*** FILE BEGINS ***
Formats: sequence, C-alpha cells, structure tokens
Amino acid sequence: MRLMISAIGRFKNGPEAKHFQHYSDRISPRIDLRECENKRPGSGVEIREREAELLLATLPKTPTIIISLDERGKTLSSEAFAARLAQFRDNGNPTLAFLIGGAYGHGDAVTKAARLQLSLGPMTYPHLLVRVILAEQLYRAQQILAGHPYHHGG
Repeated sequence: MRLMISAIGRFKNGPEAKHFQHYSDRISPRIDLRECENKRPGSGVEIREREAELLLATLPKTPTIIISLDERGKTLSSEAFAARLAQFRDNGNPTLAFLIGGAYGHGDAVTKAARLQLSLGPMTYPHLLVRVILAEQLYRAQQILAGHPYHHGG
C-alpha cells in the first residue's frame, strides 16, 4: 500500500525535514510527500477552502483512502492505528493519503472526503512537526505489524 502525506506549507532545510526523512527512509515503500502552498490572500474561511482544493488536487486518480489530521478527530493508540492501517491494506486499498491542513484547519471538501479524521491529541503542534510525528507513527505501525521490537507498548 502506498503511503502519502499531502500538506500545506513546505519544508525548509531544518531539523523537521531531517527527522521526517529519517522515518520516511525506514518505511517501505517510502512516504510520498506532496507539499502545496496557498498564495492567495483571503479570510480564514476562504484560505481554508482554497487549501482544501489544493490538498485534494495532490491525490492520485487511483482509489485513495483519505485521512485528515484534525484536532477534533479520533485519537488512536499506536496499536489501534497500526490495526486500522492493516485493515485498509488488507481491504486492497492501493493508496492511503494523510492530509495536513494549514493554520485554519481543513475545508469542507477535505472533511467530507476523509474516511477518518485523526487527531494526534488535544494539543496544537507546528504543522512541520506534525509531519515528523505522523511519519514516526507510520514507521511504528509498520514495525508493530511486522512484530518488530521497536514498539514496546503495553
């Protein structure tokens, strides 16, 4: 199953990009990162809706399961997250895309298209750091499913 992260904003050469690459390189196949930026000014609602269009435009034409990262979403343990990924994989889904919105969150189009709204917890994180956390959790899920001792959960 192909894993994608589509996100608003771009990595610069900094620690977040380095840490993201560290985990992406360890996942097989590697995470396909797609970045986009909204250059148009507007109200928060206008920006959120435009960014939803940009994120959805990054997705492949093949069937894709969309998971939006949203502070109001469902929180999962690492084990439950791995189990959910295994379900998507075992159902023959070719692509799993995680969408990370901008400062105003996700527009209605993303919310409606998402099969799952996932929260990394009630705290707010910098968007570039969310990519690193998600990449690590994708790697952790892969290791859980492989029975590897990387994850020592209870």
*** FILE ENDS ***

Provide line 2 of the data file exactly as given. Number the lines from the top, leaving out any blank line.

Amino acid sequence: MRLMISAIGRFKNGPEAKHFQHYSDRISPRIDLRECENKRPGSGVEIREREAELLLATLPKTPTIIISLDERGKTLSSEAFAARLAQFRDNGNPTLAFLIGGAYGHGDAVTKAARLQLSLGPMTYPHLLVRVILAEQLYRAQQILAGHPYHHGG